Waiting for an exam at a roving free health care clinic in Tennessee. (AP File)
What's behind lowered life expectancies for some American women?
ASK THIS | June 28, 2011
A new report finds women are dying younger in hundreds of counties. The journalist whose in-depth reporting has focused attention on the issue suggests questions local reporters should be asking about how that could possibly be?
By Mike Alberti
Last week, I reported on the Remapping Debate website about a new study by the Institute for Health Metrics and Evaluation at the University of Washington that shows that, between 1987 and 2007, life expectancy actuallyfell for women in hundreds of counties in the United States, a startling departure from previous trends.
While the overall life expectancy in the U.S. rose modestly in the same period, large parts of the South, Southern Midwest and Appalachia saw declines for women, sometimes as large as two years. The regions where life expectancy has fallen are the ones that have long reported worse health outcomes than the rest of the nation: the Mississippi Delta, parts of West Virginia and Kentucky, rural areas in Missouri, Oklahoma, Alabama and Arkansas. These are places plagued by a combination of poverty, lack of access to health care and nutritious food, and unhealthy habits.
But how is it possible that things are getting even worse in these counties? And especially for women? There are some obvious possible reasons: obesity rates have increased in those areas and smoking rates have decreased more slowly than in most parts of the country. Public health experts also point to a worsening of economic conditions and cutbacks in social services as possible causes.
But public health officials where life expectancy has fallen sometimes turn out to be unaware of what's going on in front of their eyes. So reporters looking for answers may have to do their own research. Here are some questions local reporters might consider asking.
Q. How do local indicators compare to state and national levels in terms of both unhealthy behavior and socioeconomic environment? Some helpful websites to check include the county-level health statistics compiled by the University of Wisconsin, It’s important to remember that unhealthy behaviors like smoking and poor diet are not divorced from socioeconomic indicators like income, insurance status, employment and educational attainment.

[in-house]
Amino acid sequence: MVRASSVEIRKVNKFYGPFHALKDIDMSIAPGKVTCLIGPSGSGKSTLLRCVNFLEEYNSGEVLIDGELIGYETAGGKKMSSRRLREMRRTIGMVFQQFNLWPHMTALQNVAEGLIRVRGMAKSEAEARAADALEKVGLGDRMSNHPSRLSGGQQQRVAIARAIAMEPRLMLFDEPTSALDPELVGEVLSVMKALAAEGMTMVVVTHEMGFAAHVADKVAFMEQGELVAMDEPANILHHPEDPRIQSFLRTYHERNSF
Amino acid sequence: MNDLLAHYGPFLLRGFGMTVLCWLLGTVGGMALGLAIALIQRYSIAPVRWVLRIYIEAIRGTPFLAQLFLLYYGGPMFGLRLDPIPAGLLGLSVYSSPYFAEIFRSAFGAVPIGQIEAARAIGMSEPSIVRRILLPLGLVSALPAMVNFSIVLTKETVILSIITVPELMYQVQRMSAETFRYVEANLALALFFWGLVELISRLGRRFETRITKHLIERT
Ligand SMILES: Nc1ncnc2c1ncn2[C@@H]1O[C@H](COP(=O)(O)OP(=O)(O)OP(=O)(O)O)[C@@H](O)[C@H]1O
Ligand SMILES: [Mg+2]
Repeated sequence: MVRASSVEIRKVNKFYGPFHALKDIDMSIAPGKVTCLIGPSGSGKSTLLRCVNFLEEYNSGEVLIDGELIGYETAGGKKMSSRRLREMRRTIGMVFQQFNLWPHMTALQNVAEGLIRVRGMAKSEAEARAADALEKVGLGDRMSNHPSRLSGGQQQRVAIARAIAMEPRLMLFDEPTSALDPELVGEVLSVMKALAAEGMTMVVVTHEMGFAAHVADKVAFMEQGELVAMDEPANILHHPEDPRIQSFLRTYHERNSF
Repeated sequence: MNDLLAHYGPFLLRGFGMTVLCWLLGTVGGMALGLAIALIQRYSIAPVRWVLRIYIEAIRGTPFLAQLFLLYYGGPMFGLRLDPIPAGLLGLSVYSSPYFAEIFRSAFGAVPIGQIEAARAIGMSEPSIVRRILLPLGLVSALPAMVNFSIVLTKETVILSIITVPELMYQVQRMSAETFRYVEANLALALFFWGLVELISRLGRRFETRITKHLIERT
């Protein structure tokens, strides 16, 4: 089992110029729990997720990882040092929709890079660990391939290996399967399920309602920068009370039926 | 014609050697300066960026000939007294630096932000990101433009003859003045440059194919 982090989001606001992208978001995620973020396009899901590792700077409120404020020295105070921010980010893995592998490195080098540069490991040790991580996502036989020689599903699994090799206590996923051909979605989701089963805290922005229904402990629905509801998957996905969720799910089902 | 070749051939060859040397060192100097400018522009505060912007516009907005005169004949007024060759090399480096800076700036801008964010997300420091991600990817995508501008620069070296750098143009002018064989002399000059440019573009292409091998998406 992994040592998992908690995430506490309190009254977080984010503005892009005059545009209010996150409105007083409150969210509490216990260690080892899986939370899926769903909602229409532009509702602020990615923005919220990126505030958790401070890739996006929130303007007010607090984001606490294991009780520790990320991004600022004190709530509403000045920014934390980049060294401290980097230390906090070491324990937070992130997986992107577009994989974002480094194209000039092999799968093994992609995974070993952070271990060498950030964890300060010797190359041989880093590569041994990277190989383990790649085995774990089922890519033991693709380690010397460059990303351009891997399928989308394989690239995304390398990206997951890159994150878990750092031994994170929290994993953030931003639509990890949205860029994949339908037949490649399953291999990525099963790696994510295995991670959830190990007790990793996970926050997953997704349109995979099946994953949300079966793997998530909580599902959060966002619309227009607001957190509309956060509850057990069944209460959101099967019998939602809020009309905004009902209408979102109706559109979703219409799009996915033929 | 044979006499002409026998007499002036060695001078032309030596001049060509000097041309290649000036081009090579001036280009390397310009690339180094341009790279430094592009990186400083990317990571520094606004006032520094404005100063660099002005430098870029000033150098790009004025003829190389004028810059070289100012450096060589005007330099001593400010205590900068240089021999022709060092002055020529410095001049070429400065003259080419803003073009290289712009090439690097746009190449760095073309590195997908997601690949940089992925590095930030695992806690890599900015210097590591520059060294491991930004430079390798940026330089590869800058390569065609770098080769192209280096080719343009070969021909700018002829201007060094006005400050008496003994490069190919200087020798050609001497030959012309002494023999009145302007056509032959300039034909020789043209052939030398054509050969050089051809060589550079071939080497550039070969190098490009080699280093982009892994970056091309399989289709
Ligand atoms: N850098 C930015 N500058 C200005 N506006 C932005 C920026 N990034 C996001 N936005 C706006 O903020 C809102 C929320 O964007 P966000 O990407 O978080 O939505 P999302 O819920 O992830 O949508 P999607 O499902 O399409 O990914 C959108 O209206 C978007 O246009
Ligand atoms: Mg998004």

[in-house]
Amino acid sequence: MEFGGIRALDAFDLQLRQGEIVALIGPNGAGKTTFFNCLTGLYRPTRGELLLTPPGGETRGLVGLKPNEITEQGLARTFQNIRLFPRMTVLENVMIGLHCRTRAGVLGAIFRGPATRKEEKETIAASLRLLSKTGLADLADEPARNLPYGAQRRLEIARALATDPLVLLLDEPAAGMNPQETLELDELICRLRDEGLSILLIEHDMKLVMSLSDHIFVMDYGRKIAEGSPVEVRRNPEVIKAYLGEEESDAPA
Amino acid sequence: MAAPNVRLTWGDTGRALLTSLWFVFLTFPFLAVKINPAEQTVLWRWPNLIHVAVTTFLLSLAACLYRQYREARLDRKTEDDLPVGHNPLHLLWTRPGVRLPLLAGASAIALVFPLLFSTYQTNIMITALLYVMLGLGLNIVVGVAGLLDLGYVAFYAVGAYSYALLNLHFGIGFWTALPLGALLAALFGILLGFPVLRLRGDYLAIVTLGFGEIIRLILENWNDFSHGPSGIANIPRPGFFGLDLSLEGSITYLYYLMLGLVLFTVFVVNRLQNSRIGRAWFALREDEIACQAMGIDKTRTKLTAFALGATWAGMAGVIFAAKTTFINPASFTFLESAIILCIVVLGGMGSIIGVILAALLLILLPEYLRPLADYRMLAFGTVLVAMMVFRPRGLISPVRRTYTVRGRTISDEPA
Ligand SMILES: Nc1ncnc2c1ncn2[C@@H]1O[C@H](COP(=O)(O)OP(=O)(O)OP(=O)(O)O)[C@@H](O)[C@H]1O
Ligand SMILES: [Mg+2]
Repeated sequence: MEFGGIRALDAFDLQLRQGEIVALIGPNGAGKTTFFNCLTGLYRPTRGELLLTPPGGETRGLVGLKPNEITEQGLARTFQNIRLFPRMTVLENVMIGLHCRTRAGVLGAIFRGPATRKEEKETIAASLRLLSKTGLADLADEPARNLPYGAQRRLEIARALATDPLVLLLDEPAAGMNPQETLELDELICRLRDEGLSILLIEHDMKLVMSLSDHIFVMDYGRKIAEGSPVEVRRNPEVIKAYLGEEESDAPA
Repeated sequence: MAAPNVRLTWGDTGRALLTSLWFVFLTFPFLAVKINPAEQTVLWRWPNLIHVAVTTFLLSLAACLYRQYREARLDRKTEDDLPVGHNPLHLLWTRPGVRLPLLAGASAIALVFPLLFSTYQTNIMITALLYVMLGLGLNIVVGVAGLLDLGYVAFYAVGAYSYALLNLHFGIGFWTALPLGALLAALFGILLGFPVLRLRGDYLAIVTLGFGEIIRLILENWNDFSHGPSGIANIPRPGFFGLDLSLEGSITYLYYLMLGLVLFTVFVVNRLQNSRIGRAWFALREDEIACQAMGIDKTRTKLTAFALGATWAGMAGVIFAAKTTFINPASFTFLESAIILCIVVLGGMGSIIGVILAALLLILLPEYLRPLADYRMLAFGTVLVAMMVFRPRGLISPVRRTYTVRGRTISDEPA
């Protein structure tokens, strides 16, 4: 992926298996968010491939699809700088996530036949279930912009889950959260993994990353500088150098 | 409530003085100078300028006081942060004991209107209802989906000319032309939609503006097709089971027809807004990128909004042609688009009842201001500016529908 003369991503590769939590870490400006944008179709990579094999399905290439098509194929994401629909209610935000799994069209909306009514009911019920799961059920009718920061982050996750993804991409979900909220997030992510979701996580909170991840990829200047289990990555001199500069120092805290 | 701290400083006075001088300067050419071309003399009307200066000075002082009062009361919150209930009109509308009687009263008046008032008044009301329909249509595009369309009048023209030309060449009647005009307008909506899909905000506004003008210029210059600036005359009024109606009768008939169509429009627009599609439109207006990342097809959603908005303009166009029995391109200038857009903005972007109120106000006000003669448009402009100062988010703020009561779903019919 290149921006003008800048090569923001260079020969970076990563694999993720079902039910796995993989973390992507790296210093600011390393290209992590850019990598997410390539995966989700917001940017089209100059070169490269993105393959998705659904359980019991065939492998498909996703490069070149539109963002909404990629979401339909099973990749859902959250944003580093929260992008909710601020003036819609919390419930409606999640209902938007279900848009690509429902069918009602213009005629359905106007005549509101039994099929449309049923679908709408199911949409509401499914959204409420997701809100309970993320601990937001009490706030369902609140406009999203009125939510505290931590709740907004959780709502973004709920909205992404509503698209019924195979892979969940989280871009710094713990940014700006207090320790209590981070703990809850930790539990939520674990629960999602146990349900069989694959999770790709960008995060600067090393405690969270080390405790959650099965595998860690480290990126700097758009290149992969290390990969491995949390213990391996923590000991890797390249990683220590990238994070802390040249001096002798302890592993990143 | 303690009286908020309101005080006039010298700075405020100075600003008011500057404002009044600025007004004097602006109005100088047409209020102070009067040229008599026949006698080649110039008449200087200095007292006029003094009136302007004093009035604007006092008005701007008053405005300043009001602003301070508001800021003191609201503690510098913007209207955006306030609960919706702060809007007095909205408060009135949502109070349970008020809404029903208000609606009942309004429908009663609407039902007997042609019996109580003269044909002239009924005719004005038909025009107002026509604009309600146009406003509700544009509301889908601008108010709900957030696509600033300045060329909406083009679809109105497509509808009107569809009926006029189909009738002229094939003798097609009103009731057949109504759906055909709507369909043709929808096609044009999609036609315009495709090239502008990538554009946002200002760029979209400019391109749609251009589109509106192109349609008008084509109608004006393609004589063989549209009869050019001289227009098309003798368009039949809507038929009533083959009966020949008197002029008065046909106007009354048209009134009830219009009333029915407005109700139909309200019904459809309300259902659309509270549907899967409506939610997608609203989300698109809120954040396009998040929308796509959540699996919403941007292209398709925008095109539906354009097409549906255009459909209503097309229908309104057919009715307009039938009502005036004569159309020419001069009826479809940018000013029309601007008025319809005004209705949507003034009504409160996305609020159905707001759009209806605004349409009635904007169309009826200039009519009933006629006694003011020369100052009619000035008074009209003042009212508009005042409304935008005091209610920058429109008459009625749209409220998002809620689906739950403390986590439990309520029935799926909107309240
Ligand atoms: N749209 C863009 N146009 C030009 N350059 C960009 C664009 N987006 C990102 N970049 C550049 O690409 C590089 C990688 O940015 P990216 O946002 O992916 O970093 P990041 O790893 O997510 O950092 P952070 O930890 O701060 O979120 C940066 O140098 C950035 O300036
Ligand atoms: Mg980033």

Q. In many counties, life expectancy rose for men while dropping for women. How do state and local officials explain this disparity?
Q. Are there any county or state policies that are aimed at targeting women’s health?
Q. Have there been significant changes in the social services provided to residents during the last two decades? Medicaid eligibility levels vary regionally and in many cases have gradually been raised, thereby restricting access. Some states and counties spend far more on public health programs than others.
Q. In 1998, nearly all states began receiving annual payments from the tobacco industry in the Tobacco Master Settlement Agreement to compensate the states for the medical costs of treating people with smoking-related illnesses. Many states use those funds to sponsor anti-smoking campaigns and to provide public education on the dangers of smoking. But others simply incorporate the funding into the state budget and do not use it for tobacco-use prevention programs. How does your state government use its settlement funding? How effective have those policies been, and how do they compare to other states? A helpful resource is compiled here by the Campaign for Tobacco Free Kids.
Q. Some counties subsidize supermarkets in small towns where they would not otherwise be able to maintain a presence. What programs are in place to provide healthy food to rural areas?
Q. Has the federal government, specifically the Centers for Disease Control, identified problems specific to a county or region? Has the CDC issued any guidelines, recommendations, or grants to local or state governments that specifically target those issues? If not, why not?
Q. If so, how have those efforts been coordinated by local officials, and how effective have they been? How does your regional branch of the CDC understand its role in reducing health disparities and improving outcomes at the local level? You can find local programs run by the CDC here.
Q. If public health funding has been cut in recent years, how do officials justify those cuts in light of declining public health outcomes?
Q. Other, less obvious factors may also be at play, such as health and safety regulations regarding housing and the workplace. Public school health curricula vary as well. Is there a statewide mandate for the number of hours middle school and high school students have to spend in physical education classes per year? If so, how does it compare to neighboring states? Have school districts banned some kinds of unhealthy food from cafeterias and provided healthier alternatives? Is there a standard and mandated health curriculum? If not, why haven’t local and state officials felt the need to put such measures in place?
Click here for Remapping Debate’s full story.